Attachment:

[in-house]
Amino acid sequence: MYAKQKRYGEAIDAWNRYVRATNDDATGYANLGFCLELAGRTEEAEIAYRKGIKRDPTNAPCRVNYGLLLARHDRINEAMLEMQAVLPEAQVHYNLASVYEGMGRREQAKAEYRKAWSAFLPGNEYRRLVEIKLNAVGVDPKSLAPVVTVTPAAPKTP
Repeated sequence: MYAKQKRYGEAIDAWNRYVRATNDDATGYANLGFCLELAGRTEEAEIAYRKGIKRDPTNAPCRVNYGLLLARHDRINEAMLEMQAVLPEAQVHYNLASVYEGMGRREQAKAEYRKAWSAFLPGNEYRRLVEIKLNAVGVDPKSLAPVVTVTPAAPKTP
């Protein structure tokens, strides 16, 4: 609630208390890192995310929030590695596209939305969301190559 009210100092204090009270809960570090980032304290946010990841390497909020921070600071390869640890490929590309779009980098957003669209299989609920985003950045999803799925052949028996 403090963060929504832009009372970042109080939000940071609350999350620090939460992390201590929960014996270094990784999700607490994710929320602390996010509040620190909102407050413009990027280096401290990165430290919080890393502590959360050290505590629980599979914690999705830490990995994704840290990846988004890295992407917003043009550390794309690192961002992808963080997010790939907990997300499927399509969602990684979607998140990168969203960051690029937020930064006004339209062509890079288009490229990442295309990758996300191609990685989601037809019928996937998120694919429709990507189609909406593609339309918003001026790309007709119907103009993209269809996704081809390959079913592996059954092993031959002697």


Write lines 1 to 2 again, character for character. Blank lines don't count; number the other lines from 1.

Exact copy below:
[in-house]
Amino acid sequence: MYAKQKRYGEAIDAWNRYVRATNDDATGYANLGFCLELAGRTEEAEIAYRKGIKRDPTNAPCRVNYGLLLARHDRINEAMLEMQAVLPEAQVHYNLASVYEGMGRREQAKAEYRKAWSAFLPGNEYRRLVEIKLNAVGVDPKSLAPVVTVTPAAPKTP